Asia Pulp and Paper (APP), which ended natural forest clearance in its supply chain after pressure from nearly 100 of its customers earlier this year, has released the latest update in its "Vision 2020" plan that provides further insight into its new Forest Conservation Policy (FCP). Through the new policy, natural forest will be identified through High Conservation Value (HCV) and High Carbon Stock (HCS) assessments currently underway across all APP land concessions in Indonesia.
The assessments, which are set to be completed early next year, are being undertaken by The Forest Trust (TFT) and independent HCV assessors to determine which parts of APP’s supplier concessions contain natural forest, all of which will be protected.
Earlier this month, the company announced an absolute deadline of August 31, 2013 for all natural forest wood felled prior to February 1, 2013, to have reached its pulp mills. After this date, no natural forest fiber will be allowed to enter APP log yards.
Aida Greenbury, APP's Managing Director of Sustainability, said: “We are making progress and will continue to ensure our business becomes truly sustainable, allowing us to trade strongly in the years that lie ahead. The addition of a fixed deadline for the natural forest wood to reach our mills is a great example of our stakeholder engagement programme in action. The NGO community pointed out that this deadline is necessary and as a result, it has become part of our commitments. ”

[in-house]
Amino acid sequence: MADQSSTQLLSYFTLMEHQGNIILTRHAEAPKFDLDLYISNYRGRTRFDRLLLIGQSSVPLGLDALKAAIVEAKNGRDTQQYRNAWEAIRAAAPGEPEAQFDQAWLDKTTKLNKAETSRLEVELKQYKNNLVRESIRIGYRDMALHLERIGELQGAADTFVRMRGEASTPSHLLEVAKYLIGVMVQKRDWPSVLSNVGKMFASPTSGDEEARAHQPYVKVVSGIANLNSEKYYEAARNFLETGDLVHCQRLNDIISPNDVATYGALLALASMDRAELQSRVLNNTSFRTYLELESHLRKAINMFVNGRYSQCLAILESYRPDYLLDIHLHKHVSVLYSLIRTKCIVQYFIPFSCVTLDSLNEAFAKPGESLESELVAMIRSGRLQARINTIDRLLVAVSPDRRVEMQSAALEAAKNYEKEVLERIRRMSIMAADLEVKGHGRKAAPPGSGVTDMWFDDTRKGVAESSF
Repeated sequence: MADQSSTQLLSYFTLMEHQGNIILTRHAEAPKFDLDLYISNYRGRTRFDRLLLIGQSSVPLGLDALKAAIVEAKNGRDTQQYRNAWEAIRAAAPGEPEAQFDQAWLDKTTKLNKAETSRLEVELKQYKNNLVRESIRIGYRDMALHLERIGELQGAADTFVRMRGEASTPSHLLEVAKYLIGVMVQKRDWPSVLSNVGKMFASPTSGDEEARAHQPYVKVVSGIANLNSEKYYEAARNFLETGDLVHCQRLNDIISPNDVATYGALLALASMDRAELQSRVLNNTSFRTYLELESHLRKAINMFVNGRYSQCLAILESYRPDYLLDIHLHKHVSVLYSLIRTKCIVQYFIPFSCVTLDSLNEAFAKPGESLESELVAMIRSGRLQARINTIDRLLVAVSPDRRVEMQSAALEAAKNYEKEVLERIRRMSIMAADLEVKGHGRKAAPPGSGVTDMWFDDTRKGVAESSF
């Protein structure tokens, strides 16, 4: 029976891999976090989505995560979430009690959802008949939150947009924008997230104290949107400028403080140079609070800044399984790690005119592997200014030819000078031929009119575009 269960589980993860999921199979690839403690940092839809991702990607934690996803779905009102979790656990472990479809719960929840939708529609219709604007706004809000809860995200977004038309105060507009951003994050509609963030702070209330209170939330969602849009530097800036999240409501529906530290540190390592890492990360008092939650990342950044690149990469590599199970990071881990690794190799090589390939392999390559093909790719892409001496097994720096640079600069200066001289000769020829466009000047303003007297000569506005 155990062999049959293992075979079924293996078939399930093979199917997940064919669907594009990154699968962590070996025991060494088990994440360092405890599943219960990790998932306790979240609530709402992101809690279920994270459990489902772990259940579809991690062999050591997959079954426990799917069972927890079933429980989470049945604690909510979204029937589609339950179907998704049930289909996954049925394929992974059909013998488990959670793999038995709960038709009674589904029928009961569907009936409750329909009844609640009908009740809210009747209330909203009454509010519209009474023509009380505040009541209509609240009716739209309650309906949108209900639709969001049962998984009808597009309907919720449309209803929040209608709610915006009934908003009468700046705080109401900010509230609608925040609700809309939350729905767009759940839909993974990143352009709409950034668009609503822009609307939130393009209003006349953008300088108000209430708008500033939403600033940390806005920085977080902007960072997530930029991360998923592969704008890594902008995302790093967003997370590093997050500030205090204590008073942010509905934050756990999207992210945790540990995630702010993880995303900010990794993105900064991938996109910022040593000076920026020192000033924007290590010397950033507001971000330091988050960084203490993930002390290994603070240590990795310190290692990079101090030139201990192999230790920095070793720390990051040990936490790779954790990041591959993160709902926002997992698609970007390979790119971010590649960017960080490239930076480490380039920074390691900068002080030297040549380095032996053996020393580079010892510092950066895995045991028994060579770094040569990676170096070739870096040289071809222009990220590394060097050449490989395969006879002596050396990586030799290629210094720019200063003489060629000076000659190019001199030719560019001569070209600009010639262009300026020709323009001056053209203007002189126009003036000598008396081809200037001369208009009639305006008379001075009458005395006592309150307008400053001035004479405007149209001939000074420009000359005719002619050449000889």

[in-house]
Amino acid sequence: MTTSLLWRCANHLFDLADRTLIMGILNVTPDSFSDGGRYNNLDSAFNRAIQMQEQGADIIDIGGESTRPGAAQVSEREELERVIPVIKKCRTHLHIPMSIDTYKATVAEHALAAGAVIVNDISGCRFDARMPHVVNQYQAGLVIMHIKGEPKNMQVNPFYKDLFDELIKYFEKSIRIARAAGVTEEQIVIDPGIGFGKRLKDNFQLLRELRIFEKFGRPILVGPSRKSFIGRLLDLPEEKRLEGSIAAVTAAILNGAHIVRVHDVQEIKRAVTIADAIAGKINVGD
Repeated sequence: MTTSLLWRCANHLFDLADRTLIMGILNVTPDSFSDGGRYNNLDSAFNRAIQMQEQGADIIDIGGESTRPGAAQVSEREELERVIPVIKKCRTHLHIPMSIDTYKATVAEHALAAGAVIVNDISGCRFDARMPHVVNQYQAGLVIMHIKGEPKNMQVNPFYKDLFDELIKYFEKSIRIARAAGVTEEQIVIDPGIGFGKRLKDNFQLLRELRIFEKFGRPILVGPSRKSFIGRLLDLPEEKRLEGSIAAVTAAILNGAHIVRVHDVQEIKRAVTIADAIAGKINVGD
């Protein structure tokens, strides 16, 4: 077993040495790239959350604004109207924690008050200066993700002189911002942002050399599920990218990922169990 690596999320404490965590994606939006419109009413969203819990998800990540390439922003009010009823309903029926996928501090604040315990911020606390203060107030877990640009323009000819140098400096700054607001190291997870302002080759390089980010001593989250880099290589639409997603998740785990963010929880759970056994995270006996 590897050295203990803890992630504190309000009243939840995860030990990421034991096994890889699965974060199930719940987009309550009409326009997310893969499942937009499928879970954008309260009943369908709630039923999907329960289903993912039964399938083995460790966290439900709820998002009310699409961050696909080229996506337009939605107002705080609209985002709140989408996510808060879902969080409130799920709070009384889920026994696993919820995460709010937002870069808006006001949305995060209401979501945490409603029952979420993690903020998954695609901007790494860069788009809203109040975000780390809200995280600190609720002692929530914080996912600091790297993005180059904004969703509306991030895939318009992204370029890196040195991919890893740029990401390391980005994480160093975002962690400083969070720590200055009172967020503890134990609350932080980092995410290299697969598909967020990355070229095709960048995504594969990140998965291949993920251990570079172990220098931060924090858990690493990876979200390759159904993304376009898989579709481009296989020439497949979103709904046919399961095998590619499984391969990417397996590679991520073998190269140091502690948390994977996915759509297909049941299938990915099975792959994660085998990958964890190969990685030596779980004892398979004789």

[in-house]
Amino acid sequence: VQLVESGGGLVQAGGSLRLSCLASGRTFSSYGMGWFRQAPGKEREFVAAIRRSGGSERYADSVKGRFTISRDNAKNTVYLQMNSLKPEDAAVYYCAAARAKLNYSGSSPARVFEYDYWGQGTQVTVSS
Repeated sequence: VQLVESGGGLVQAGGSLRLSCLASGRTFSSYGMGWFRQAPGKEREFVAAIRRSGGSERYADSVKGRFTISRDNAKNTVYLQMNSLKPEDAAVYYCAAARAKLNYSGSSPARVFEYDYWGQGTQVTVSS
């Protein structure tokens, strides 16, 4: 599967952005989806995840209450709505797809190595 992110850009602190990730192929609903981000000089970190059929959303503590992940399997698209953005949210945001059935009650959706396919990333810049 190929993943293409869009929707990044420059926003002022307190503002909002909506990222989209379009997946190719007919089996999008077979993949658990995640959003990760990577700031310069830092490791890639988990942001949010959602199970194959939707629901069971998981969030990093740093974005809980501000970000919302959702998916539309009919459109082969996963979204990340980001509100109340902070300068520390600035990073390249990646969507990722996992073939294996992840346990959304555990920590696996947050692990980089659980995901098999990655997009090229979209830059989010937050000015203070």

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APP has also unveiled a pilot online monitoring dashboard, which gives access to up-to-date technical information relating to the implementation of the FCP. The dashboard enables stakeholders to review progress on the ground and to see moratorium boundary maps, HCV/HCS progress, grievance and verification reports and FCP protocols. APP will be consulting with its stakeholders on the format and content of the final version, which will be launched later this year.
Scott Poynton, Executive Director of TFT, added: “TFT’s work with APP is going as strongly as we had hoped. There have been some issues, but the important thing is that we’re learning from these, and with the help of NGOs, we continue to move the project forward.
“It’s a huge task. There are over 100 people working across 38 concessions spread throughout Indonesia, but we firmly believe that the assessments currently taking place will form the bedrock of APP’s long-term future.”
In the past few months, a number of NGOs have independently reported potential infringements of APP’s Forest Conservation Policy (see Greenpeace's response to the accusations). Greenbury addressed these reports by illustrating the company's admirable commitment to continued transparency as it makes the shift to responsible sourcing practices.
“We have committed to investigate all of the issues raised by NGOs and to publish our findings as we seek to improve practices,” Greenbury said. “We are still in the early stages of delivering the FCP and our systems are not yet perfect. Inevitably there will be challenges at first when operating across a huge land area, but let me be clear — our commitment to stop natural forest clearance on February 1st was absolute. There are no planned exceptions. If mistakes do get made we will learn from them and use them to strengthen our systems.”